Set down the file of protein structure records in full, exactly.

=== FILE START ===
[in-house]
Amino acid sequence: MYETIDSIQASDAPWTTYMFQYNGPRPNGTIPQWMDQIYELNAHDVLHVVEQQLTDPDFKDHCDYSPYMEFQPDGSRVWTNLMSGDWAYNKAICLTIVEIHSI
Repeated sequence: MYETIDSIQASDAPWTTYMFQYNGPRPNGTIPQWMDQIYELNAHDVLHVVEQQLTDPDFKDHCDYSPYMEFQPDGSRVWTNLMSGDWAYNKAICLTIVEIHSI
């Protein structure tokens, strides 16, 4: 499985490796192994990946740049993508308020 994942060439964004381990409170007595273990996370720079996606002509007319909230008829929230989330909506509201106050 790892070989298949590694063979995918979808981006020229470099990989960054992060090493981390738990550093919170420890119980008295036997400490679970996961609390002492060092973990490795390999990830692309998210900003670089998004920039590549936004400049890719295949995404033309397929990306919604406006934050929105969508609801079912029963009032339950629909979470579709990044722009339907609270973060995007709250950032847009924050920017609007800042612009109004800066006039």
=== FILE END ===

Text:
[in-house]
Amino acid sequence: MYETIDSIQASDAPWTTYMFQYNGPRPNGTIPQWMDQIYELNAHDVLHVVEQQLTDPDFKDHCDYSPYMEFQPDGSRVWTNLMSGDWAYNKAICLTIVEIHSI
Repeated sequence: MYETIDSIQASDAPWTTYMFQYNGPRPNGTIPQWMDQIYELNAHDVLHVVEQQLTDPDFKDHCDYSPYMEFQPDGSRVWTNLMSGDWAYNKAICLTIVEIHSI
């Protein structure tokens, strides 16, 4: 499985490796192994990946740049993508308020 994942060439964004381990409170007595273990996370720079996606002509007319909230008829929230989330909506509201106050 790892070989298949590694063979995918979808981006020229470099990989960054992060090493981390738990550093919170420890119980008295036997400490679970996961609390002492060092973990490795390999990830692309998210900003670089998004920039590549936004400049890719295949995404033309397929990306919604406006934050929105969508609801079912029963009032339950629909979470579709990044722009339907609270973060995007709250950032847009924050920017609007800042612009109004800066006039």